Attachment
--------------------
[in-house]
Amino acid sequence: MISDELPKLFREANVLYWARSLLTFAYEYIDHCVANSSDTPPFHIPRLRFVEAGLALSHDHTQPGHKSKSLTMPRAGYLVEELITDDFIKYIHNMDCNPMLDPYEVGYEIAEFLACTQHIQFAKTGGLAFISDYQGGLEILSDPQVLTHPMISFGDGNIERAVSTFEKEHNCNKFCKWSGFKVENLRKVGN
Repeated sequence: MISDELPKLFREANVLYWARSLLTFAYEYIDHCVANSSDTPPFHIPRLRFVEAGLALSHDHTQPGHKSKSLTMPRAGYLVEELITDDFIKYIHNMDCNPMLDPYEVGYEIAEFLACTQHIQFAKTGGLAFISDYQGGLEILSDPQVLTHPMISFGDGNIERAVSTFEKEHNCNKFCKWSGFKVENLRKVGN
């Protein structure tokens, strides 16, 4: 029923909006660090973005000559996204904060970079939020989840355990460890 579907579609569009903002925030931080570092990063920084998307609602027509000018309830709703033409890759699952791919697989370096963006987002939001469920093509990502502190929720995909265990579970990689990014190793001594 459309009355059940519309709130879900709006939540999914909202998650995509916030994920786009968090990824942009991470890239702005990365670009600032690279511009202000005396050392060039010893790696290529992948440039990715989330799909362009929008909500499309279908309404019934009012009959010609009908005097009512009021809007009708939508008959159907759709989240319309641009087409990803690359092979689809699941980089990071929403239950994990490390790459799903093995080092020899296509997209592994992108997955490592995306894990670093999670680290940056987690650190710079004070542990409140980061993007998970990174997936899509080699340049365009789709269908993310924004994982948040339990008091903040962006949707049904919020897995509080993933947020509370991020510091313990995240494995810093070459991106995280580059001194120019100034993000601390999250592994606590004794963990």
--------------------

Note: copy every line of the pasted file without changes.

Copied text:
[in-house]
Amino acid sequence: MISDELPKLFREANVLYWARSLLTFAYEYIDHCVANSSDTPPFHIPRLRFVEAGLALSHDHTQPGHKSKSLTMPRAGYLVEELITDDFIKYIHNMDCNPMLDPYEVGYEIAEFLACTQHIQFAKTGGLAFISDYQGGLEILSDPQVLTHPMISFGDGNIERAVSTFEKEHNCNKFCKWSGFKVENLRKVGN
Repeated sequence: MISDELPKLFREANVLYWARSLLTFAYEYIDHCVANSSDTPPFHIPRLRFVEAGLALSHDHTQPGHKSKSLTMPRAGYLVEELITDDFIKYIHNMDCNPMLDPYEVGYEIAEFLACTQHIQFAKTGGLAFISDYQGGLEILSDPQVLTHPMISFGDGNIERAVSTFEKEHNCNKFCKWSGFKVENLRKVGN
């Protein structure tokens, strides 16, 4: 029923909006660090973005000559996204904060970079939020989840355990460890 579907579609569009903002925030931080570092990063920084998307609602027509000018309830709703033409890759699952791919697989370096963006987002939001469920093509990502502190929720995909265990579970990689990014190793001594 459309009355059940519309709130879900709006939540999914909202998650995509916030994920786009968090990824942009991470890239702005990365670009600032690279511009202000005396050392060039010893790696290529992948440039990715989330799909362009929008909500499309279908309404019934009012009959010609009908005097009512009021809007009708939508008959159907759709989240319309641009087409990803690359092979689809699941980089990071929403239950994990490390790459799903093995080092020899296509997209592994992108997955490592995306894990670093999670680290940056987690650190710079004070542990409140980061993007998970990174997936899509080699340049365009789709269908993310924004994982948040339990008091903040962006949707049904919020897995509080993933947020509370991020510091313990995240494995810093070459991106995280580059001194120019100034993000601390999250592994606590004794963990």